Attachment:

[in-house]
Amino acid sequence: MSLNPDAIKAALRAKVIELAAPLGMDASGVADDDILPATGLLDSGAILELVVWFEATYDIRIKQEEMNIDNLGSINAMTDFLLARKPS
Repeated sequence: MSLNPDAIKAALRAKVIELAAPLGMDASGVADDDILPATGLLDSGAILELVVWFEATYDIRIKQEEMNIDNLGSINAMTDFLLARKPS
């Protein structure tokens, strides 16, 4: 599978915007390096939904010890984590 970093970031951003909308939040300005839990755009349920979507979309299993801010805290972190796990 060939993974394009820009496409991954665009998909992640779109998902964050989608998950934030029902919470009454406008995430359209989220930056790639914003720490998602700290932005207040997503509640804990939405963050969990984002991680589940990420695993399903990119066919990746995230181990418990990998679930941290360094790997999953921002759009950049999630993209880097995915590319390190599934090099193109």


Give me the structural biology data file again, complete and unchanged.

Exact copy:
[in-house]
Amino acid sequence: MSLNPDAIKAALRAKVIELAAPLGMDASGVADDDILPATGLLDSGAILELVVWFEATYDIRIKQEEMNIDNLGSINAMTDFLLARKPS
Repeated sequence: MSLNPDAIKAALRAKVIELAAPLGMDASGVADDDILPATGLLDSGAILELVVWFEATYDIRIKQEEMNIDNLGSINAMTDFLLARKPS
């Protein structure tokens, strides 16, 4: 599978915007390096939904010890984590 970093970031951003909308939040300005839990755009349920979507979309299993801010805290972190796990 060939993974394009820009496409991954665009998909992640779109998902964050989608998950934030029902919470009454406008995430359209989220930056790639914003720490998602700290932005207040997503509640804990939405963050969990984002991680589940990420695993399903990119066919990746995230181990418990990998679930941290360094790997999953921002759009950049999630993209880097995915590319390190599934090099193109």